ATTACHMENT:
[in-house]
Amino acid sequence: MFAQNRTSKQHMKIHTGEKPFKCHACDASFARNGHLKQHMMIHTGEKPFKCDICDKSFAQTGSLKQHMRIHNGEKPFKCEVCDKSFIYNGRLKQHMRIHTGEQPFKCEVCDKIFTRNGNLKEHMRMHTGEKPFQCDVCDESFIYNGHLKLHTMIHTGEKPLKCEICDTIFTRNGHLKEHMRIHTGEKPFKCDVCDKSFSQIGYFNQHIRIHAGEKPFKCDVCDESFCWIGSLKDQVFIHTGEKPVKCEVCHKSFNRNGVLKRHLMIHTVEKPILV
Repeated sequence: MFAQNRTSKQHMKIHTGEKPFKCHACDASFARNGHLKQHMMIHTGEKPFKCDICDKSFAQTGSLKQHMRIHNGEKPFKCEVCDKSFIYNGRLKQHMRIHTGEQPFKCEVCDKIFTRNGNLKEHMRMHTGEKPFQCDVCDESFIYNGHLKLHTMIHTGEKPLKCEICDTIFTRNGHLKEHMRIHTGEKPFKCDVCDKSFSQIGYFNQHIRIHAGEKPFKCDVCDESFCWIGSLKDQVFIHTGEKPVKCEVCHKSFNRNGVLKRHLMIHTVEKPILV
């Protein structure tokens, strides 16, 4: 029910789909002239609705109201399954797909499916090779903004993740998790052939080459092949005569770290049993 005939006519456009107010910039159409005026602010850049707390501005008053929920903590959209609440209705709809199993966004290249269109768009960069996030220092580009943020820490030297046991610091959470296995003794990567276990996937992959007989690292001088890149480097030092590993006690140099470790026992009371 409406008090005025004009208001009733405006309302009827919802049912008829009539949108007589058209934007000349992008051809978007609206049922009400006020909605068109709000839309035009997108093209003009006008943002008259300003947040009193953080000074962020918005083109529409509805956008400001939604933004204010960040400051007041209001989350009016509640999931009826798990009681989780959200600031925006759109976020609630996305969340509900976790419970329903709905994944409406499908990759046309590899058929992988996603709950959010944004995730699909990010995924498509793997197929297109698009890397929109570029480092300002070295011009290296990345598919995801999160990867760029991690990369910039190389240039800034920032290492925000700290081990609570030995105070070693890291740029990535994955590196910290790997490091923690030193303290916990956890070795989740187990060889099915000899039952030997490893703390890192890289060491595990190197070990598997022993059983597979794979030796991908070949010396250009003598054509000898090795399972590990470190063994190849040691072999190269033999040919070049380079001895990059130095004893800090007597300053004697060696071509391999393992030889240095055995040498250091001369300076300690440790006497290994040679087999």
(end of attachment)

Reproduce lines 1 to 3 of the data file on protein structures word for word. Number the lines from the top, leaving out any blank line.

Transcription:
[in-house]
Amino acid sequence: MFAQNRTSKQHMKIHTGEKPFKCHACDASFARNGHLKQHMMIHTGEKPFKCDICDKSFAQTGSLKQHMRIHNGEKPFKCEVCDKSFIYNGRLKQHMRIHTGEQPFKCEVCDKIFTRNGNLKEHMRMHTGEKPFQCDVCDESFIYNGHLKLHTMIHTGEKPLKCEICDTIFTRNGHLKEHMRIHTGEKPFKCDVCDKSFSQIGYFNQHIRIHAGEKPFKCDVCDESFCWIGSLKDQVFIHTGEKPVKCEVCHKSFNRNGVLKRHLMIHTVEKPILV
Repeated sequence: MFAQNRTSKQHMKIHTGEKPFKCHACDASFARNGHLKQHMMIHTGEKPFKCDICDKSFAQTGSLKQHMRIHNGEKPFKCEVCDKSFIYNGRLKQHMRIHTGEQPFKCEVCDKIFTRNGNLKEHMRMHTGEKPFQCDVCDESFIYNGHLKLHTMIHTGEKPLKCEICDTIFTRNGHLKEHMRIHTGEKPFKCDVCDKSFSQIGYFNQHIRIHAGEKPFKCDVCDESFCWIGSLKDQVFIHTGEKPVKCEVCHKSFNRNGVLKRHLMIHTVEKPILV